A spokesman for Taser International, the manufacturer of the Taser cam, said the camera device was created to provide heightened accountability.

"Certainly we are no stranger to controversy in Canada, but I think what the Taser cam does is it adds merit to the seriousness of what law enforcement thinks about the deployment of Tasers," said Taser International spokesman Steve Tuttle in a phone interview from the company's Scottsdale, Arizona offices.

"And that is that they do require accountability."

Taser cams have been in use since May 2003, mostly in the United States. Roughly 40,000 Taser cams are used by nearly 2,000 police agencies in 44 countries worldwide.

"People tend to behave better when they are on video tape, and it works both ways because the officers perform better as well," Tuttle said. "The Taser cam provides another layer of comfort for law enforcement agencies, but it is also a comfort to the public."

Codiac RCMP in Moncton are currently part of a national pilot project, along with the RCMP in Kelowna, B.C., testing the Taser cam and a second type of camera that attaches to an officer's belt radio.

Both options record audio and video. The Taser cam also includes a computer chip that records the time, date and duration of each Taser deployment.

"The RCMP continually reviews its policies and procedures to ensure best practices are being utilized by RCMP members," said Const. Chantal Farrah, media relations officer for both the Codiac RCMP and New Brunswick's J Division.

"This includes research of new technology, which is sometimes extended to pilot testing, if it is deemed to be a potential benefit to RCMP members in providing security to the Canadian public."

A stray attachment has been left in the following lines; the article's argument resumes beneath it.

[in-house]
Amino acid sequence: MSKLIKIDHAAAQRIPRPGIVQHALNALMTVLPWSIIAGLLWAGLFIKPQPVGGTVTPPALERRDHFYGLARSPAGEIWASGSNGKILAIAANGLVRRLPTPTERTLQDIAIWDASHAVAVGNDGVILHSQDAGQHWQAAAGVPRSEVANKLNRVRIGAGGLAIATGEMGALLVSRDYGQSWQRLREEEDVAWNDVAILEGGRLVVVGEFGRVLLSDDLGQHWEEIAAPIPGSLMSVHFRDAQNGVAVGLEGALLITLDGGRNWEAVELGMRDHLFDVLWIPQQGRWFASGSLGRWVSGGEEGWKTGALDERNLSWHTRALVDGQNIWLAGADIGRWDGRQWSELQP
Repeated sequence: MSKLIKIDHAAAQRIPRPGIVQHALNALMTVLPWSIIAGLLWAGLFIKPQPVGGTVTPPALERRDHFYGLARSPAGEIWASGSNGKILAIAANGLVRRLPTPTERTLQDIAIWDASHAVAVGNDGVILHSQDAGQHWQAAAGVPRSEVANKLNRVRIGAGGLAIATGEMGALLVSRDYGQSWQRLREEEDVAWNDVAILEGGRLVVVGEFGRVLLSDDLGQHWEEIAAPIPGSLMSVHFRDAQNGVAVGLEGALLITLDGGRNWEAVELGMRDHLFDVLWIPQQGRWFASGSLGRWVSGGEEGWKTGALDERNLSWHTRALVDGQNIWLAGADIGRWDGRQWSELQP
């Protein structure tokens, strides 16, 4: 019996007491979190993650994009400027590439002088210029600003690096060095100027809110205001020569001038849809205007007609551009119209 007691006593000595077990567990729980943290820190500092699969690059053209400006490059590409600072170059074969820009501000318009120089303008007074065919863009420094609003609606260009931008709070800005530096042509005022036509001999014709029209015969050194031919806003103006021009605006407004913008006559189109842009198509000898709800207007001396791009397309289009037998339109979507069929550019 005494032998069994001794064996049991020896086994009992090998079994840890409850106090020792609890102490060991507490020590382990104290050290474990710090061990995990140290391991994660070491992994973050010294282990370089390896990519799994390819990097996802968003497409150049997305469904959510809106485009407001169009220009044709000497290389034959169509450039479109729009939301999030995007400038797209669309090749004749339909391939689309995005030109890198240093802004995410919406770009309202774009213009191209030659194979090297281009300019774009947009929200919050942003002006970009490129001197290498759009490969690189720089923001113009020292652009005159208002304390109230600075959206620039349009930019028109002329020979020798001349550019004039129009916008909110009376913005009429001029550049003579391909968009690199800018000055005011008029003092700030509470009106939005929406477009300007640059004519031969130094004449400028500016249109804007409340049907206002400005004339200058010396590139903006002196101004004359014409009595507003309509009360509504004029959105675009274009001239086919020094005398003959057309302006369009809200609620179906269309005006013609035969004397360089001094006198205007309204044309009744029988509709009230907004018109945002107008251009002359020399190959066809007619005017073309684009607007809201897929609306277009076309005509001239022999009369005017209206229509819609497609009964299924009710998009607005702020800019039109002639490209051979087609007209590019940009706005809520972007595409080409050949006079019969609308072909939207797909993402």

The cameras will be used in the field by Codiac RCMP by the end of June with analysis of the recordings and feedback from the members, according to Farrah.

Ontario Community Safety Minister Rick Bartolucci said last week he is considering making cameras mandatory with Tasers.

The Police Association of Ontario has voiced its concern with the move, its president saying he sees little use for the cameras currently on the market because they provide a limited view of an incident.

Both federal and provincial governments have been working on national standards for stun gun use, but Ontario moved ahead with its own plan earlier this month.

Ontario has promised tighter rules around the use of stun guns by police, mainly against pregnant women and children, and promised to amend provincial guidelines to include rules about deployment of the guns as well as standardized training.

The New Brunswick Department of Public Safety declined to take a position on whether cameras are needed to record Taser use. The province maintains it is a decision to be made by the New Brunswick Association of Chiefs of Police.

MacKnight, who is also the Fredericton police chief, would not speculate on future discussions to make the cameras mandatory.

"We have not dealt with this issue from a policy perspective; we have only dealt with the general use of force policy on the use of conductive energy devices," he said.

"As far as the Fredericton Police Force is concerned, we have always had Taser cams as soon as we were operational with Tasers on the street.

"We see it as a very positive way to capture evidence of very critical incidents - when officers are resorting to the use of force in order to carry out their duties."